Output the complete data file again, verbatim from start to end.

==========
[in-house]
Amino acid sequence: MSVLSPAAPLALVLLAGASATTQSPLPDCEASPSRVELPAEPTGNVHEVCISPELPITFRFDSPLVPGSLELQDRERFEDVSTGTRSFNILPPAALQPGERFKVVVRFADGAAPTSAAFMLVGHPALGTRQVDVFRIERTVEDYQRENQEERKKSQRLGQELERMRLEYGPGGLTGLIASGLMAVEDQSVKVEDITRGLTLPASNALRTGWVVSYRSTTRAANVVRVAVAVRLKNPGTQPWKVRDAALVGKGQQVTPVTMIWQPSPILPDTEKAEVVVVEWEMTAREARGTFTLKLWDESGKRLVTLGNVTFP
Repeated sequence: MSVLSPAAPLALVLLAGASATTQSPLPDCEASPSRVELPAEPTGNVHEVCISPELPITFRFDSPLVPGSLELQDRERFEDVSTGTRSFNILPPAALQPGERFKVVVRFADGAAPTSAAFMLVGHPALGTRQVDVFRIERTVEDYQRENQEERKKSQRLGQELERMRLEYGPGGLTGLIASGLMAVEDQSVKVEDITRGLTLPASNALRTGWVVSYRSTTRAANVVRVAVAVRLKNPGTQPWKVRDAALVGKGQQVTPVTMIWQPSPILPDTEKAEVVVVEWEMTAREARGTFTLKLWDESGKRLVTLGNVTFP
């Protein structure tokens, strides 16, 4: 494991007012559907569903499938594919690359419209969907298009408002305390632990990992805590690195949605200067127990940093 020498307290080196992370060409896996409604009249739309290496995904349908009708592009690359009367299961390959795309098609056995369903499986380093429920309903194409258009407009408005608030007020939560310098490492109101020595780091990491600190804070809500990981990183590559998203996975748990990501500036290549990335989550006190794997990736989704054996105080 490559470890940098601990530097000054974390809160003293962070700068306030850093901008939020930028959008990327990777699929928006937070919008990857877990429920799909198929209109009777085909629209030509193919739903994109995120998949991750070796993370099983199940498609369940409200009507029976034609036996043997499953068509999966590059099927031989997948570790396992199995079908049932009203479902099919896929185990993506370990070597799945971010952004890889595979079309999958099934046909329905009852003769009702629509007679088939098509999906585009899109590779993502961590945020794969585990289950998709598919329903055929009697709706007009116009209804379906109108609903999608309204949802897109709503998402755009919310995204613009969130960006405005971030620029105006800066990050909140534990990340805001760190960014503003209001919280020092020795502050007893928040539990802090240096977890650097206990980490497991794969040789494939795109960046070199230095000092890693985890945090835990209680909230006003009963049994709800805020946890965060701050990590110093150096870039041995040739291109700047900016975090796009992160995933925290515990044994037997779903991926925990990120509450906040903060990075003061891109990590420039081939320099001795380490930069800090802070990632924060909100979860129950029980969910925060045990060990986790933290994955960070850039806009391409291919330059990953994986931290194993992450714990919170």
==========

[in-house]
Amino acid sequence: MSVLSPAAPLALVLLAGASATTQSPLPDCEASPSRVELPAEPTGNVHEVCISPELPITFRFDSPLVPGSLELQDRERFEDVSTGTRSFNILPPAALQPGERFKVVVRFADGAAPTSAAFMLVGHPALGTRQVDVFRIERTVEDYQRENQEERKKSQRLGQELERMRLEYGPGGLTGLIASGLMAVEDQSVKVEDITRGLTLPASNALRTGWVVSYRSTTRAANVVRVAVAVRLKNPGTQPWKVRDAALVGKGQQVTPVTMIWQPSPILPDTEKAEVVVVEWEMTAREARGTFTLKLWDESGKRLVTLGNVTFP
Repeated sequence: MSVLSPAAPLALVLLAGASATTQSPLPDCEASPSRVELPAEPTGNVHEVCISPELPITFRFDSPLVPGSLELQDRERFEDVSTGTRSFNILPPAALQPGERFKVVVRFADGAAPTSAAFMLVGHPALGTRQVDVFRIERTVEDYQRENQEERKKSQRLGQELERMRLEYGPGGLTGLIASGLMAVEDQSVKVEDITRGLTLPASNALRTGWVVSYRSTTRAANVVRVAVAVRLKNPGTQPWKVRDAALVGKGQQVTPVTMIWQPSPILPDTEKAEVVVVEWEMTAREARGTFTLKLWDESGKRLVTLGNVTFP
């Protein structure tokens, strides 16, 4: 494991007012559907569903499938594919690359419209969907298009408002305390632990990992805590690195949605200067127990940093 020498307290080196992370060409896996409604009249739309290496995904349908009708592009690359009367299961390959795309098609056995369903499986380093429920309903194409258009407009408005608030007020939560310098490492109101020595780091990491600190804070809500990981990183590559998203996975748990990501500036290549990335989550006190794997990736989704054996105080 490559470890940098601990530097000054974390809160003293962070700068306030850093901008939020930028959008990327990777699929928006937070919008990857877990429920799909198929209109009777085909629209030509193919739903994109995120998949991750070796993370099983199940498609369940409200009507029976034609036996043997499953068509999966590059099927031989997948570790396992199995079908049932009203479902099919896929185990993506370990070597799945971010952004890889595979079309999958099934046909329905009852003769009702629509007679088939098509999906585009899109590779993502961590945020794969585990289950998709598919329903055929009697709706007009116009209804379906109108609903999608309204949802897109709503998402755009919310995204613009969130960006405005971030620029105006800066990050909140534990990340805001760190960014503003209001919280020092020795502050007893928040539990802090240096977890650097206990980490497991794969040789494939795109960046070199230095000092890693985890945090835990209680909230006003009963049994709800805020946890965060701050990590110093150096870039041995040739291109700047900016975090796009992160995933925290515990044994037997779903991926925990990120509450906040903060990075003061891109990590420039081939320099001795380490930069800090802070990632924060909100979860129950029980969910925060045990060990986790933290994955960070850039806009391409291919330059990953994986931290194993992450714990919170």